The government wants us to be open and honest when it comes to declaring our taxable income. Fine; but that should work both ways. How about a little openness when it comes to credits and deductions?

As I’ve mentioned before, I find this most irksome. Two people with exactly the same conditions – income, expenses, deductions, etc. – should pay exactly the same tax. One’s tax bill should be determined by tax rates, not the skills of one’s tax preparer. The government wants us to be open and honest when it comes to declaring our taxable income. Fine; but that should work both ways. How about a little openness when it comes to credits and deductions?

By making personal income tax filing simple, with no loopholes or tricks, a level playing field if you will, there would be no fodder for ads such as Block’s.

MeDCMontreal is a Montreal writer born and raised who likes to establish balance and juxtapositions; a bit of this and a bit of that, a dash of Yin and a soupçon of Yang, some Peaks and Freans and maybe a bit of a sting in the tail! Please follow DC on Twitter @DCMontreal and on Facebook, and add him on Google+
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McDonald’s “Two Can Dine” TV ad is confusing, at least to me …

Now it might just be me, that is entirely possible, but I find the current McDonald’s “Two Can Dine” television ads a bit confusing. On the ad they show a Big Mac and a McChicken, behind which appears to be to be one order of fries and one soft drink. The voice over stresses that the deal is valid for Big Mac OR McChicken. To me OR means not BOTH.

This gives me the impression that for $9.98 I can get a Big Mac OR a McChicken, one order of fries and one soft drink. Can I have two straws?

This gives me the impression that for $9.98 I can get a Big Mac OR a McChicken, one order of fries and one soft drink. Can I have two straws? Isn’t that a lot of money for a Trio that usually costs on average worldwide $6.40? I think what they want to say is that for $9.98 you can have one of each, or two of one Big Mac or McChicken. But that doesn’t solve the fries and drink issue.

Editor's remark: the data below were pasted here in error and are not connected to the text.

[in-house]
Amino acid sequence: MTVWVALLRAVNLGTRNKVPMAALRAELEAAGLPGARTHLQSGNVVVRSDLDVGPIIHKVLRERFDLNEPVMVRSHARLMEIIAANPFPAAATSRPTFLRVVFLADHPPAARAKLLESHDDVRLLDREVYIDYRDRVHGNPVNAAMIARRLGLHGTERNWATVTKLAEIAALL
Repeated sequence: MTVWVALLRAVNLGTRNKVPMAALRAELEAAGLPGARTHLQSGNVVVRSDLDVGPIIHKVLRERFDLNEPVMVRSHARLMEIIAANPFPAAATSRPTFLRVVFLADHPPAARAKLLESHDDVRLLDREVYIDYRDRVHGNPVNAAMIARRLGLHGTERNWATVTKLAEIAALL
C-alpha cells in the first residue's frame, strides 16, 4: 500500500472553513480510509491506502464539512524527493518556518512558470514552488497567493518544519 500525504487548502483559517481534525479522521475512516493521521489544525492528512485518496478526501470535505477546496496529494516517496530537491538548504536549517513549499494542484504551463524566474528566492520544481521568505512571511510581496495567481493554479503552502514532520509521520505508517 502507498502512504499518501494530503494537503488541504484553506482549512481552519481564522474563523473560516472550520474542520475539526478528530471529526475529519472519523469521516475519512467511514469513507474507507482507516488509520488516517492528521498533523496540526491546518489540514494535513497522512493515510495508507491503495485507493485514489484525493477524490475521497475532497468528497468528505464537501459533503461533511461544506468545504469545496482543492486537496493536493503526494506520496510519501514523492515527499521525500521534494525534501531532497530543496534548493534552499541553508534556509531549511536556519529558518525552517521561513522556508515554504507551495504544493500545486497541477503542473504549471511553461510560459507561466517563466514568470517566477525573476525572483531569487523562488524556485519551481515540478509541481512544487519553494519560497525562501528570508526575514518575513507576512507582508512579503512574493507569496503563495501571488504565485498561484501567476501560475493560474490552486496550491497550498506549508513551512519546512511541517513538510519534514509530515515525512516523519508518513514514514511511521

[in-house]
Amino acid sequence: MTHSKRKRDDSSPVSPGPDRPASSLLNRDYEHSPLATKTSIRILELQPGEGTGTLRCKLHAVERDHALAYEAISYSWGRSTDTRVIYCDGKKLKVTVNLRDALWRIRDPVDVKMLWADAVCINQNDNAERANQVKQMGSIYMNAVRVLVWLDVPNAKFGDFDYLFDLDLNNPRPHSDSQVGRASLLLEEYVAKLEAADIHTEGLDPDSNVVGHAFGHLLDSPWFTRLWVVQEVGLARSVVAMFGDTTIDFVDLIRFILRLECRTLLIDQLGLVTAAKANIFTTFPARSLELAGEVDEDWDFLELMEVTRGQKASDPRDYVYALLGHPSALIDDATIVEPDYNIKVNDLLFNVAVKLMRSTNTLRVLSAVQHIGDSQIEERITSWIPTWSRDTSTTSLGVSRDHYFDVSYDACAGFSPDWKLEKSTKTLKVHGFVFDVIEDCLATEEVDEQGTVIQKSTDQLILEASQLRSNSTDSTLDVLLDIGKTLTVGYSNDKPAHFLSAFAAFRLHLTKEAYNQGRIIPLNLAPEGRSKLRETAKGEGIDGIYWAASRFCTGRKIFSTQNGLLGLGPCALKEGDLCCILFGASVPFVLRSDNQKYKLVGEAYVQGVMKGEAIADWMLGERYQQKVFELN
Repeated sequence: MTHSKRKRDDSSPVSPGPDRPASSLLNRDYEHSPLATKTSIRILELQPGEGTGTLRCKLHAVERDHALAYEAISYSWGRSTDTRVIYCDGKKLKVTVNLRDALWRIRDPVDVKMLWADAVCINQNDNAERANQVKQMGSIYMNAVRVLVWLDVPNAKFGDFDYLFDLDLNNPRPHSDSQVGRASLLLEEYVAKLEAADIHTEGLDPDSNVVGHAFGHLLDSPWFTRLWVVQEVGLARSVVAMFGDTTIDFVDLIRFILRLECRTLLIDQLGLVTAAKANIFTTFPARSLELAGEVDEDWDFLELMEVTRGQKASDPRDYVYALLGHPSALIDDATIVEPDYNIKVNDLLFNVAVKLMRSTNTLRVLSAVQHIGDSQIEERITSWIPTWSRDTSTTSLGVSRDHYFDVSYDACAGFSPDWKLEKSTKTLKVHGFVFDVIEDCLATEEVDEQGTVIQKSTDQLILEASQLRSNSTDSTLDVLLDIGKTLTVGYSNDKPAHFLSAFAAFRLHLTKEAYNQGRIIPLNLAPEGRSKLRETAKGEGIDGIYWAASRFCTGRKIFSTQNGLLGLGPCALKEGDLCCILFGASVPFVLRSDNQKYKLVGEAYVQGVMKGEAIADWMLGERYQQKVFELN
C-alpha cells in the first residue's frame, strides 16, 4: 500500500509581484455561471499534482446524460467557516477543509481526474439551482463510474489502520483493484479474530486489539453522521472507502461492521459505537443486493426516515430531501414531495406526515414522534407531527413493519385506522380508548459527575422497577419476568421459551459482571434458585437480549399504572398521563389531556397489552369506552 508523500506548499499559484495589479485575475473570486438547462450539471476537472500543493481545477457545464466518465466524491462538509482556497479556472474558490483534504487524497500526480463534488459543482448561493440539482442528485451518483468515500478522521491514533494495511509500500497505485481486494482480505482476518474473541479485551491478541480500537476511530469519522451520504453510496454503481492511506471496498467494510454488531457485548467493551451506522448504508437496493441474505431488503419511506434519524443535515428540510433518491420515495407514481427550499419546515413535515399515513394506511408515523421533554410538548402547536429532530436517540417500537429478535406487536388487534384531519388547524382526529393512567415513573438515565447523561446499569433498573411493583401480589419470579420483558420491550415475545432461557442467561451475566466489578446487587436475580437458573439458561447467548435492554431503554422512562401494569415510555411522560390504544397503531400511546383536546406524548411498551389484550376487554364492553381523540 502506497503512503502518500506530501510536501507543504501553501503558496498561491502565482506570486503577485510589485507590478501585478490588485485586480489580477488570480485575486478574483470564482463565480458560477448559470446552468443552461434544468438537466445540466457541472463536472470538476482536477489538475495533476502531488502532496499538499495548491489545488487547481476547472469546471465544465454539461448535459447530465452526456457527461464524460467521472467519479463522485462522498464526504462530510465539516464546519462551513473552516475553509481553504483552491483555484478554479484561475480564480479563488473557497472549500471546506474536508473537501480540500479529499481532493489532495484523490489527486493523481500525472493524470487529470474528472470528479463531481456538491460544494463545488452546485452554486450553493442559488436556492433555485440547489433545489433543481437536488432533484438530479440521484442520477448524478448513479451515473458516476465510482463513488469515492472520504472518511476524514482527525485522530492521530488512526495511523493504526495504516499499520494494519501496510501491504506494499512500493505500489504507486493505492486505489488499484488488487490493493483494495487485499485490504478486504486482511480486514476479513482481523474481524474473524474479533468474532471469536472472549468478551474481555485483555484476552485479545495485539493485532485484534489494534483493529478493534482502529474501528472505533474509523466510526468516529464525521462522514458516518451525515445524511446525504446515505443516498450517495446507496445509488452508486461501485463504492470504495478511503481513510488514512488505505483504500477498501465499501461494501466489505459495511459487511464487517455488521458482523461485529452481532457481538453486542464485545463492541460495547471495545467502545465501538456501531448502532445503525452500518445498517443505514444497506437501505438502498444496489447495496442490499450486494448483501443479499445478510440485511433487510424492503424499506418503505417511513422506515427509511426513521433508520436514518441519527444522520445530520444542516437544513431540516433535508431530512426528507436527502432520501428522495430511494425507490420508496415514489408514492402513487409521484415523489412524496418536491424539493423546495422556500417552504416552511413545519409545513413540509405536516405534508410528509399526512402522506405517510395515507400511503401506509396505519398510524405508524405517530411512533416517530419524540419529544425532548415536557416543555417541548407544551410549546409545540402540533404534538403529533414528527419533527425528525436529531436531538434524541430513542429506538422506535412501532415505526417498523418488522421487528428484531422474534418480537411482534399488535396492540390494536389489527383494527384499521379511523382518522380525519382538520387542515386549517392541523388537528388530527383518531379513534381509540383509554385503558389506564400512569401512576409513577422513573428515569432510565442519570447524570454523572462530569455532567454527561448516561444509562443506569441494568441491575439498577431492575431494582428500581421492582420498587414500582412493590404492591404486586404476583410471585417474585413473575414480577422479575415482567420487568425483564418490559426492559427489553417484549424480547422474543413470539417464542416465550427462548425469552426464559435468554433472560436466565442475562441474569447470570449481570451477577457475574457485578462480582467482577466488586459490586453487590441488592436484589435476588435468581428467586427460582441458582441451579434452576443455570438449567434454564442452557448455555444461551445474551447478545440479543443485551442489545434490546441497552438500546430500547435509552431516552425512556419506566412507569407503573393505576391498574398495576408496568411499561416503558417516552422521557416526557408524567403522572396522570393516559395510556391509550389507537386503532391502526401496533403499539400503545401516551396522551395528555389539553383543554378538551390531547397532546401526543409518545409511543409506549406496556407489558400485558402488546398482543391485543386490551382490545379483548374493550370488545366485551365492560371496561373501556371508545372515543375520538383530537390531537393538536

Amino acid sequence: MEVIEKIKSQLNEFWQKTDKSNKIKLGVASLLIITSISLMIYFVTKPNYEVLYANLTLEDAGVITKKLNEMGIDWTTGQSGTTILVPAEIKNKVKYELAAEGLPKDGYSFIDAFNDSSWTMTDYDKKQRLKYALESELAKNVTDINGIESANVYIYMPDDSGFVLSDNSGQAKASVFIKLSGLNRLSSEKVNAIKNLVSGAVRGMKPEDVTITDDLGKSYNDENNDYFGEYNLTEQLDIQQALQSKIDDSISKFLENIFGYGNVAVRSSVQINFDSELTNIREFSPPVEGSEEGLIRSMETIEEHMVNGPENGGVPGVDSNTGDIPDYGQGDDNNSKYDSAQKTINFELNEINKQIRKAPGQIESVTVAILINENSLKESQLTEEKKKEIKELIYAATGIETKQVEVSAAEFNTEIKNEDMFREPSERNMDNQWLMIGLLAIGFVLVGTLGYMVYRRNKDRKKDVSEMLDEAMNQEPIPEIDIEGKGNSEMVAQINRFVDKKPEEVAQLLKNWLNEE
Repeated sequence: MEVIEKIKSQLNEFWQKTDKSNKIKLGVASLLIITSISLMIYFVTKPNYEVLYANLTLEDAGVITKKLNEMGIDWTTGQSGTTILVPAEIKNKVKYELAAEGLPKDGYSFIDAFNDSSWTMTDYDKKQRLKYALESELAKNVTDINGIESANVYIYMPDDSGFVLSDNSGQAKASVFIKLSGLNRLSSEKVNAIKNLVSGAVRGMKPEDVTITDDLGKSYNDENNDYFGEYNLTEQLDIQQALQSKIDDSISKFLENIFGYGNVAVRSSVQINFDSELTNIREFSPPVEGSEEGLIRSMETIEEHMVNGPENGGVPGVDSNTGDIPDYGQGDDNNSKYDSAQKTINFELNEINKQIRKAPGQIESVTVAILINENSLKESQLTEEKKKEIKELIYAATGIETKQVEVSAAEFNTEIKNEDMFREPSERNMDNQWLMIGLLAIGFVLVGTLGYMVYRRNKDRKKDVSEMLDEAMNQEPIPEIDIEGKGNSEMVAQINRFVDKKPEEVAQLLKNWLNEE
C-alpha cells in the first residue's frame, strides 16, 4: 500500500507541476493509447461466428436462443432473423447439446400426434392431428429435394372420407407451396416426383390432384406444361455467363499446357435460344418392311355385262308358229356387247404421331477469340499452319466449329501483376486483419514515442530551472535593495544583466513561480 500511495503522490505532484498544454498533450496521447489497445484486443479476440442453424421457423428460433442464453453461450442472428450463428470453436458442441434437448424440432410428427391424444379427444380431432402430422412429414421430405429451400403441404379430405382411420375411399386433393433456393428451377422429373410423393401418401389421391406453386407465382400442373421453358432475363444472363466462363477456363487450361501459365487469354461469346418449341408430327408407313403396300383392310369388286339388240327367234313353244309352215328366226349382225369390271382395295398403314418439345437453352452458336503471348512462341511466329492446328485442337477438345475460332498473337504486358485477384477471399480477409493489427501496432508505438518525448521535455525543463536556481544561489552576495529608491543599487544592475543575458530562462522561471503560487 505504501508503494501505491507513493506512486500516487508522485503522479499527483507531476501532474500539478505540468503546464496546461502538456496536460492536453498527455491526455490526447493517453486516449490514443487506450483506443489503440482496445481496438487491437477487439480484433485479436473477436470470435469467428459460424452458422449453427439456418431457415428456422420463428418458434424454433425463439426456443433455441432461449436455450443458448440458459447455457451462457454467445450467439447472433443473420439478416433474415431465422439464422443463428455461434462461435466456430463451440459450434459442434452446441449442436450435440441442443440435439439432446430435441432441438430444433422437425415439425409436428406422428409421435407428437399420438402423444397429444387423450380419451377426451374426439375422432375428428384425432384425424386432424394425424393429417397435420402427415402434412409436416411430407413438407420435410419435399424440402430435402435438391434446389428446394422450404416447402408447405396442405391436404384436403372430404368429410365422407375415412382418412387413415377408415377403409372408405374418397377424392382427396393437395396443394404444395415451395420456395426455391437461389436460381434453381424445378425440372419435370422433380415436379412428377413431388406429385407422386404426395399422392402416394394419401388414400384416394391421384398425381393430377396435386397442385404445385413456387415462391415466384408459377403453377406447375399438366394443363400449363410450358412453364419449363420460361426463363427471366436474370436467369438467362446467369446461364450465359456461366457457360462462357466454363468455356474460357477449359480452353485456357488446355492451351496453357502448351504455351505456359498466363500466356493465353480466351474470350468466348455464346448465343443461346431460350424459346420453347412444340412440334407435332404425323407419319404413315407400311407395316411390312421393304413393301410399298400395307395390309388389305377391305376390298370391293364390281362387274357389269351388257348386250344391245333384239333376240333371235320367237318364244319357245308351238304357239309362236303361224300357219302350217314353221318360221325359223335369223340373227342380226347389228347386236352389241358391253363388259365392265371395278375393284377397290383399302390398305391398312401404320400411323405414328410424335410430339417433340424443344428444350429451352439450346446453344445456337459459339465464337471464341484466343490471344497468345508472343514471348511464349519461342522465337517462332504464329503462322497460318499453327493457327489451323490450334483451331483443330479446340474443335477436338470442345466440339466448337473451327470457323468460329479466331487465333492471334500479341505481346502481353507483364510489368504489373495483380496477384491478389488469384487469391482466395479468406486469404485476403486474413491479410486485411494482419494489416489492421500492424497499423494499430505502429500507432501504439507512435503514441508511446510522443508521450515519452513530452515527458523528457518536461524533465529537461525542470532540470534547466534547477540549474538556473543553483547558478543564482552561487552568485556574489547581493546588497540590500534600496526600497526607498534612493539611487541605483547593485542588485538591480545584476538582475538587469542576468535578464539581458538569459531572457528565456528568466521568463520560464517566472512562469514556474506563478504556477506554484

I’m sure it’s just me misunderstanding the advertisement but if I did, I have to wonder how many other folks had the same thought. As I said at the outset, it could just be me!

McDo2_1

Then again maybe this is a big advertising agency error that has thrown thousands, no, millions of McDonald’s customers into a frenzy and, having brought this to their attention, McDonald’s will engage my services as a highly witty copywriter… or maybe a one-time cash award … or a gift certificate for a Big Mac?!?

MeDCMontreal is a Montreal writer born and raised who likes to establish balance and juxtapositions; a bit of this and a bit of that, a dash of Yin and a soupçon of Yang, some Peaks and Freans and maybe a bit of a sting in the tail! Please follow DC on Twitter @DCMontreal and on Facebook, and add him on Google+
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Joe Boxer “Jingle Balls” ad illustrates gender double standard

With less than 20 shopping days until Christmas the seasonal advertising has been ratcheted up to maximum. Some are old tried and true – and a bit tired as well –  while others are making their first appearance. Among the newbies is an ad for Joe Boxer underwear that features a row of men in tuxedo tops and boxer shorts of various holiday colours. The lads shift their hips about, one assumes causing their testes to sway, resulting in a bell sound that one is lead to believe comes from their nether regions, their choir buttons, their ‘nads, their … well you get the idea. The bell sounds play Jingle Bells or perhaps Jingle Balls! (Thankfully they aren’t playing Jingle Bell Rock or God knows what they’d be shaking!)

Boxer

Click on the photo to see the ad

A group of guys playing Jingle Bells with their nuts is fine, but can you imagine the hue and cry if the bell were on another body part, say a woman’s breast?

The ad is cute. The viewer is given the impression that the bell sounds are coming from the men’s shaken bollocks that are free to sway about in the boxers. These musical cojones are not offensive nor likely to attract any serious number of complaints. A group of guys playing Jingle Bells with their nuts is fine, but can you imagine the hue and cry if the bell were on another body part,  say a woman’s breast?